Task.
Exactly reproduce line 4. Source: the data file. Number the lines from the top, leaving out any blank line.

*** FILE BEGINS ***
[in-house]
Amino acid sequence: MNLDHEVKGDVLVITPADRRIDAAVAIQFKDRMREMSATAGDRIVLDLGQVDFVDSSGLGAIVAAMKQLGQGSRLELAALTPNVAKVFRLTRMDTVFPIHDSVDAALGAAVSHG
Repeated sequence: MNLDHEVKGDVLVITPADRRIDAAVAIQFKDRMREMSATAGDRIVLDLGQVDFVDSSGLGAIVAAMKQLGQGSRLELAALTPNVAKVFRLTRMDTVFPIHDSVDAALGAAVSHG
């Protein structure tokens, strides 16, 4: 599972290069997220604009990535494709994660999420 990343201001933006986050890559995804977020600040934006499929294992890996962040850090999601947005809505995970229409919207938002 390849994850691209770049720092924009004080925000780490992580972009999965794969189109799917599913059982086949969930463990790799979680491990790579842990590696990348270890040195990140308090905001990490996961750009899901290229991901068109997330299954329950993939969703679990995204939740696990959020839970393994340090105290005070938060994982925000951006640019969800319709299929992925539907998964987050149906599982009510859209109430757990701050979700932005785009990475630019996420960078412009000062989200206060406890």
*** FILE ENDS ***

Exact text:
């Protein structure tokens, strides 16, 4: 599972290069997220604009990535494709994660999420 990343201001933006986050890559995804977020600040934006499929294992890996962040850090999601947005809505995970229409919207938002 390849994850691209770049720092924009004080925000780490992580972009999965794969189109799917599913059982086949969930463990790799979680491990790579842990590696990348270890040195990140308090905001990490996961750009899901290229991901068109997330299954329950993939969703679990995204939740696990959020839970393994340090105290005070938060994982925000951006640019969800319709299929992925539907998964987050149906599982009510859209109430757990701050979700932005785009990475630019996420960078412009000062989200206060406890």